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In today’s EGEB:

  • Andrew Yang says Americans need to move to higher ground.
  • Solar energy projects replace agriculture in California due to drought.
  • More than half of UK councils declare a “climate emergency.”
  • Scientists’ motivations to live sustainably: head, heart, or both?

Electrek Green Energy Brief: A daily technical, financial, and political review/analysis of important green energy news.

Democratic 2020 presidential candidate Andrew Yang declared that we can’t stop climate change at the second Democratic debate in Detroit on Wednesday night, according to MarketWatch. The entrepreneur and long-shot candidate said:

We are 10 years too late. We need to do everything we can to start moving the climate in the right direction but we also need to start moving our people to higher ground.

Yang is a supporter of universal basic income, and suggested that some of a $1,000-a-month payout be put toward helping people move.

From produce to solar

California’s seven-year drought, which hit the state’s agriculture industry hard, was officially declared over in March. But water is still a precious commodity. A new report from the Nature Conservancy via the Los Angeles Times says that converting farmland to solar farms could be “critical to meeting California’s climate change targets.”

California will need hundreds or maybe thousands of square miles of solar power production in the coming decades — and it would make sense to build one-third to one-half of that solar capacity on agricultural lands, mostly within the state.

That may seem like a lot, but California has plenty of farmland that can host solar without hurting the state’s $50 billion agriculture industry.

So who and what would benefit from a big shift to solar in The Golden State? Landowners, job seekers, tax revenue, and wildlife. Animals would return and ecosystems would be restored to previously farmed land. For instance, the San Joaquin Valley has “less-than-ideal” farming conditions and homes two dozen endangered species, so is an ideal location for solar.

UK local councils lead in reducing emissions

There are 408 principal authorities in the UK — county, unitary, metropolitan, London boroughs, district — and 205 have declared “climate emergencies,” according to LocalGov. That’s more than half of UK councils.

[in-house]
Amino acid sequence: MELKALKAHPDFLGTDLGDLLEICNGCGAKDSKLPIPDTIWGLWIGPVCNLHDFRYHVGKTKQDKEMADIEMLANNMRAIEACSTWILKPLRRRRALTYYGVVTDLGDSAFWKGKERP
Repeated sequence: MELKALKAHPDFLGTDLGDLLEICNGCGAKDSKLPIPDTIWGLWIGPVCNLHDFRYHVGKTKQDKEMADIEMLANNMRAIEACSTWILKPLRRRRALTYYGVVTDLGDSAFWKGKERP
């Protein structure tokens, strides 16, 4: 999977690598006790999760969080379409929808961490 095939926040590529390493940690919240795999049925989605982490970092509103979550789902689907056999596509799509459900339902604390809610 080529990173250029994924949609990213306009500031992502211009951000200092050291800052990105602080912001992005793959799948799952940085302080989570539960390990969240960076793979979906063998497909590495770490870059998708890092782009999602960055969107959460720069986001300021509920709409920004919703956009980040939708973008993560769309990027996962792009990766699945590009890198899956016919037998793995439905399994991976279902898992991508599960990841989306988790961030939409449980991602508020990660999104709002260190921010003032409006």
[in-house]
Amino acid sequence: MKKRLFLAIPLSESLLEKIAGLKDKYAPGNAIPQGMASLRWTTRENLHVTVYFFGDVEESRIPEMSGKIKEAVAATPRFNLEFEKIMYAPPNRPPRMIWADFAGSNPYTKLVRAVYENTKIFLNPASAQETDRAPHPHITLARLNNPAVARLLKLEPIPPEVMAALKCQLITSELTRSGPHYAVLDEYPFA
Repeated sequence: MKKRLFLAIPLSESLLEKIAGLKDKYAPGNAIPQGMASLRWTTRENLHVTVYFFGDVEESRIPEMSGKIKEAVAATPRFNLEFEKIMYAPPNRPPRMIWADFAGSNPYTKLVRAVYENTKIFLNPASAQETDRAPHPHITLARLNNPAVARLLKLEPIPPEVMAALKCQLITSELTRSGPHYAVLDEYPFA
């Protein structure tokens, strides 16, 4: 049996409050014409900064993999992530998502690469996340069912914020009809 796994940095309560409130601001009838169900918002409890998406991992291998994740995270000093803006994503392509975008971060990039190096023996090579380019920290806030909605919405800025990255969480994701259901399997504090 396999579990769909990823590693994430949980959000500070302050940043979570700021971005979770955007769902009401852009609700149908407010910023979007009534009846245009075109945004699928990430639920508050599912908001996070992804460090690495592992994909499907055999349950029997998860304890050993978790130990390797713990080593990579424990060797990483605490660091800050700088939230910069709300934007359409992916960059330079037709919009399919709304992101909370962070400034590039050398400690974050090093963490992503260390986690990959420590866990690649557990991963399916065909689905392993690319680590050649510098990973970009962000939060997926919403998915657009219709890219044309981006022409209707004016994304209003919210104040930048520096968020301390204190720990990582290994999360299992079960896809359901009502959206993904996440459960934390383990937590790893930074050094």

The date set by many local councils to reduce carbon emissions to zero is 2030 — 20 years ahead of the UK government.

The Climate Emergency Network says it is “one of the fastest growing environmental movements in recent history.”

Councillor Doina Cornell, co-chair of the Climate Emergency Network and leader of Stroud Council in Gloucestershire, said:

Local councils have the resources and expertise to do the heavy lifting that’s needed, in partnership with local communities. We know what needs to be done, so now we just must get on with it.

Do sustainability scientists practice what they preach?

An article in the journal Science (via the Sustainability Times) posed the question to younger scientists: “How has your awareness of science inspired you to adopt a more sustainable and environmentally friendly behavior?” The article was part of a collection called “NextGen Voices: Science-Inspired Sustainable Behavior.”

Unsurprisingly — they are scientists, after all — it often came down to numbers. But emotions also motivated interviewees to make personal changes.

As Mark Martin Jensen of the University of Utah’s Department of Biomedical Engineering said:

The environment, like our bodies, is a complex network of systems, and even seemingly small alterations can lead to drastic consequences. I take this message to heart by using public transportation instead of driving into work.

The Sustainability Times summed up the study’s results perfectly:

While most researchers highlighted the importance of scientific approaches to shaping sustainable behaviors, many also noted that we need more systemic changes that go beyond individual lifestyle choices.

Image via Creative Commons

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